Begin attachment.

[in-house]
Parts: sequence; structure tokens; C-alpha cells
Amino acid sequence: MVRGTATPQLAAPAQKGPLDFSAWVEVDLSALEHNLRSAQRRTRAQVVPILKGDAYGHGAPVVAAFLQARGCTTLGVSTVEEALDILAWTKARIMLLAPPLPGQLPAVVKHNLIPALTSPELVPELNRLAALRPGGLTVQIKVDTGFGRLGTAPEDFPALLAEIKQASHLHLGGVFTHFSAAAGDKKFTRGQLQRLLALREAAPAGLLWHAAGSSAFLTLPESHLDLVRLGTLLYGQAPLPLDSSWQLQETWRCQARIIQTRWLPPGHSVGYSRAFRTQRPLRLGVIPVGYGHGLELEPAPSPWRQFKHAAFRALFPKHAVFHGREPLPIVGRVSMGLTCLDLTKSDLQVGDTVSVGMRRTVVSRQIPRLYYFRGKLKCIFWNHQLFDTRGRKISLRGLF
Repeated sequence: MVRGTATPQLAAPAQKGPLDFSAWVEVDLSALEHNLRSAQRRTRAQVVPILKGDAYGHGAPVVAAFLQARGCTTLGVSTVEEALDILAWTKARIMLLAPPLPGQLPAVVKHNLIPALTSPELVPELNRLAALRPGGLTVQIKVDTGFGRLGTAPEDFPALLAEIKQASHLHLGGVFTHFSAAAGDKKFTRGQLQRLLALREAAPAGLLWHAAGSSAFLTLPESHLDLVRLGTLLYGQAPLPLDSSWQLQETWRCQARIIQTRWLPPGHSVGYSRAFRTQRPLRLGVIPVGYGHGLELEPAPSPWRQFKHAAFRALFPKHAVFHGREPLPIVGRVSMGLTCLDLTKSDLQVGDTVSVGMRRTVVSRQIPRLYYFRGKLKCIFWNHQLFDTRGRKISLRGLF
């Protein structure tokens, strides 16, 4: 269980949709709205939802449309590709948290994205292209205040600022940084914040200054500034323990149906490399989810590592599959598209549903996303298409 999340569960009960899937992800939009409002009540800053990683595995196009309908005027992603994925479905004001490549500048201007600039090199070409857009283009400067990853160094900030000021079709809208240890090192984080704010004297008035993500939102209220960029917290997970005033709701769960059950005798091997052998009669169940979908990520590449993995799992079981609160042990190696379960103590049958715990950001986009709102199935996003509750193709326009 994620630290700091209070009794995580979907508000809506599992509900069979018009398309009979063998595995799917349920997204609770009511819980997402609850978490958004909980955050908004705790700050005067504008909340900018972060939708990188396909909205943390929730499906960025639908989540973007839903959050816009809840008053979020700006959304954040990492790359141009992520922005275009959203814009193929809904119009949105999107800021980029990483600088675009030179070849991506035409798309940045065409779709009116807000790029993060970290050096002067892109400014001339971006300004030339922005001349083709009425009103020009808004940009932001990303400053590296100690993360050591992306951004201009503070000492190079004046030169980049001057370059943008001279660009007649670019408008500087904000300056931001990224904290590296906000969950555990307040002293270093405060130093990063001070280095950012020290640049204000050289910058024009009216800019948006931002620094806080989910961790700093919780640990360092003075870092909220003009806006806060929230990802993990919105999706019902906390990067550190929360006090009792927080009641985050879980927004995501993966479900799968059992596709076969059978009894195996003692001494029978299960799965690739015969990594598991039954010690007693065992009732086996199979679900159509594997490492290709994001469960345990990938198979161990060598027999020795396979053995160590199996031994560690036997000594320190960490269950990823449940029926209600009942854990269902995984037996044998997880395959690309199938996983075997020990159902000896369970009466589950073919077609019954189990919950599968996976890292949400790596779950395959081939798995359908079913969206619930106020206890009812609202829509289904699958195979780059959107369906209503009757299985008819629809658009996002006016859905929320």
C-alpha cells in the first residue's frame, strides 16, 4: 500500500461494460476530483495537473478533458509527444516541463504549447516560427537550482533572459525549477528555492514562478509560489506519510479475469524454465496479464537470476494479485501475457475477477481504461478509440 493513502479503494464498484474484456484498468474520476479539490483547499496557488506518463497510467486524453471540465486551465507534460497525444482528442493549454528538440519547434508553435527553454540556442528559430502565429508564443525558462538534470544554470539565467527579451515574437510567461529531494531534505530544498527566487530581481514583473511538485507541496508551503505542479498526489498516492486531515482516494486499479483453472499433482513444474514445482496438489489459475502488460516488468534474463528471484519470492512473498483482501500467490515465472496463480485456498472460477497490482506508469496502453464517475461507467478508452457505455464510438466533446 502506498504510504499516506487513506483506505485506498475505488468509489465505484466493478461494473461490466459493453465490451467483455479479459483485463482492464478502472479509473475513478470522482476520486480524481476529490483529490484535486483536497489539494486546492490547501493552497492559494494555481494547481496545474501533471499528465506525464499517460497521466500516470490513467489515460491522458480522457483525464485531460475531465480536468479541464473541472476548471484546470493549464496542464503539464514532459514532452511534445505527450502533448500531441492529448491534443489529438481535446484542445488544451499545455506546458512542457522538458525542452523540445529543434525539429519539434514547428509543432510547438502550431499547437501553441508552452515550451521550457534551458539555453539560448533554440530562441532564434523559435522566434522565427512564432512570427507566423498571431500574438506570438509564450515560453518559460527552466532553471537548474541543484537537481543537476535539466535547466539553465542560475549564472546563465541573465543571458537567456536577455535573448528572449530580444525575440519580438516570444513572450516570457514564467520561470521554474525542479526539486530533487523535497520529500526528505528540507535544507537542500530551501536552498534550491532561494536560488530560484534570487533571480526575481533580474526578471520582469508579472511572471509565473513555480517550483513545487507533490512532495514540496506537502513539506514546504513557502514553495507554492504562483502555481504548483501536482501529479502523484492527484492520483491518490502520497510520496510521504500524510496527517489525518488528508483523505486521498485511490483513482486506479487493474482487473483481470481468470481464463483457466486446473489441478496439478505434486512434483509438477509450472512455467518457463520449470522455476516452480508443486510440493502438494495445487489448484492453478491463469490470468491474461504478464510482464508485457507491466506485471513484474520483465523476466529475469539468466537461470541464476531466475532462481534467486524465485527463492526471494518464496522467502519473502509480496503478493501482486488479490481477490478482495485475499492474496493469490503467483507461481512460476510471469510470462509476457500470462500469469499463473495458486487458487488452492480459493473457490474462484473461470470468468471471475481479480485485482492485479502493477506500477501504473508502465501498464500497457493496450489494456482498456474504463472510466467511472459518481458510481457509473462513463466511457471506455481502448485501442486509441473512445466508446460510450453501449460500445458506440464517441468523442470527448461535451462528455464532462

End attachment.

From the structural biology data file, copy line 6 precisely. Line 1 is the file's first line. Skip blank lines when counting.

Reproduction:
C-alpha cells in the first residue's frame, strides 16, 4: 500500500461494460476530483495537473478533458509527444516541463504549447516560427537550482533572459525549477528555492514562478509560489506519510479475469524454465496479464537470476494479485501475457475477477481504461478509440 493513502479503494464498484474484456484498468474520476479539490483547499496557488506518463497510467486524453471540465486551465507534460497525444482528442493549454528538440519547434508553435527553454540556442528559430502565429508564443525558462538534470544554470539565467527579451515574437510567461529531494531534505530544498527566487530581481514583473511538485507541496508551503505542479498526489498516492486531515482516494486499479483453472499433482513444474514445482496438489489459475502488460516488468534474463528471484519470492512473498483482501500467490515465472496463480485456498472460477497490482506508469496502453464517475461507467478508452457505455464510438466533446 502506498504510504499516506487513506483506505485506498475505488468509489465505484466493478461494473461490466459493453465490451467483455479479459483485463482492464478502472479509473475513478470522482476520486480524481476529490483529490484535486483536497489539494486546492490547501493552497492559494494555481494547481496545474501533471499528465506525464499517460497521466500516470490513467489515460491522458480522457483525464485531460475531465480536468479541464473541472476548471484546470493549464496542464503539464514532459514532452511534445505527450502533448500531441492529448491534443489529438481535446484542445488544451499545455506546458512542457522538458525542452523540445529543434525539429519539434514547428509543432510547438502550431499547437501553441508552452515550451521550457534551458539555453539560448533554440530562441532564434523559435522566434522565427512564432512570427507566423498571431500574438506570438509564450515560453518559460527552466532553471537548474541543484537537481543537476535539466535547466539553465542560475549564472546563465541573465543571458537567456536577455535573448528572449530580444525575440519580438516570444513572450516570457514564467520561470521554474525542479526539486530533487523535497520529500526528505528540507535544507537542500530551501536552498534550491532561494536560488530560484534570487533571480526575481533580474526578471520582469508579472511572471509565473513555480517550483513545487507533490512532495514540496506537502513539506514546504513557502514553495507554492504562483502555481504548483501536482501529479502523484492527484492520483491518490502520497510520496510521504500524510496527517489525518488528508483523505486521498485511490483513482486506479487493474482487473483481470481468470481464463483457466486446473489441478496439478505434486512434483509438477509450472512455467518457463520449470522455476516452480508443486510440493502438494495445487489448484492453478491463469490470468491474461504478464510482464508485457507491466506485471513484474520483465523476466529475469539468466537461470541464476531466475532462481534467486524465485527463492526471494518464496522467502519473502509480496503478493501482486488479490481477490478482495485475499492474496493469490503467483507461481512460476510471469510470462509476457500470462500469469499463473495458486487458487488452492480459493473457490474462484473461470470468468471471475481479480485485482492485479502493477506500477501504473508502465501498464500497457493496450489494456482498456474504463472510466467511472459518481458510481457509473462513463466511457471506455481502448485501442486509441473512445466508446460510450453501449460500445458506440464517441468523442470527448461535451462528455464532462